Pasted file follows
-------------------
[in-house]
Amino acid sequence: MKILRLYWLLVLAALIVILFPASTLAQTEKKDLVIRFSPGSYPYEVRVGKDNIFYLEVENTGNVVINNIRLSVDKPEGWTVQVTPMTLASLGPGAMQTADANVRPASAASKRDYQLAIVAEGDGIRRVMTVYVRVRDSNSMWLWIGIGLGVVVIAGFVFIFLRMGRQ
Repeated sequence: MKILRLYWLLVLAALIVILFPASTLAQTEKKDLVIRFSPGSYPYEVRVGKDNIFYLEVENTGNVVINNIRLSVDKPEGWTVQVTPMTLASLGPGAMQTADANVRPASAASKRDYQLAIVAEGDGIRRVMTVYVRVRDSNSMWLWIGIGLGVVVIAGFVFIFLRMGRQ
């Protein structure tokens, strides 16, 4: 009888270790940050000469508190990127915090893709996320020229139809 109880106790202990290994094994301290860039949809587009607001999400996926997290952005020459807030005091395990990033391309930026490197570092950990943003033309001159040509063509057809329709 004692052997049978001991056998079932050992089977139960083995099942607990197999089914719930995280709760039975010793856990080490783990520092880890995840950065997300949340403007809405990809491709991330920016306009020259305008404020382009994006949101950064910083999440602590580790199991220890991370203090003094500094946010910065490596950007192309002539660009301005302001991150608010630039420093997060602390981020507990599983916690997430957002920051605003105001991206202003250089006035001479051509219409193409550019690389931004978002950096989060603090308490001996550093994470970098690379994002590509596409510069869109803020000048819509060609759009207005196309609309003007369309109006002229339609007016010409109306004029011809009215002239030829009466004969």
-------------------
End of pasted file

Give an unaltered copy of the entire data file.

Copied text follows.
[in-house]
Amino acid sequence: MKILRLYWLLVLAALIVILFPASTLAQTEKKDLVIRFSPGSYPYEVRVGKDNIFYLEVENTGNVVINNIRLSVDKPEGWTVQVTPMTLASLGPGAMQTADANVRPASAASKRDYQLAIVAEGDGIRRVMTVYVRVRDSNSMWLWIGIGLGVVVIAGFVFIFLRMGRQ
Repeated sequence: MKILRLYWLLVLAALIVILFPASTLAQTEKKDLVIRFSPGSYPYEVRVGKDNIFYLEVENTGNVVINNIRLSVDKPEGWTVQVTPMTLASLGPGAMQTADANVRPASAASKRDYQLAIVAEGDGIRRVMTVYVRVRDSNSMWLWIGIGLGVVVIAGFVFIFLRMGRQ
């Protein structure tokens, strides 16, 4: 009888270790940050000469508190990127915090893709996320020229139809 109880106790202990290994094994301290860039949809587009607001999400996926997290952005020459807030005091395990990033391309930026490197570092950990943003033309001159040509063509057809329709 004692052997049978001991056998079932050992089977139960083995099942607990197999089914719930995280709760039975010793856990080490783990520092880890995840950065997300949340403007809405990809491709991330920016306009020259305008404020382009994006949101950064910083999440602590580790199991220890991370203090003094500094946010910065490596950007192309002539660009301005302001991150608010630039420093997060602390981020507990599983916690997430957002920051605003105001991206202003250089006035001479051509219409193409550019690389931004978002950096989060603090308490001996550093994470970098690379994002590509596409510069869109803020000048819509060609759009207005196309609309003007369309109006002229339609007016010409109306004029011809009215002239030829009466004969």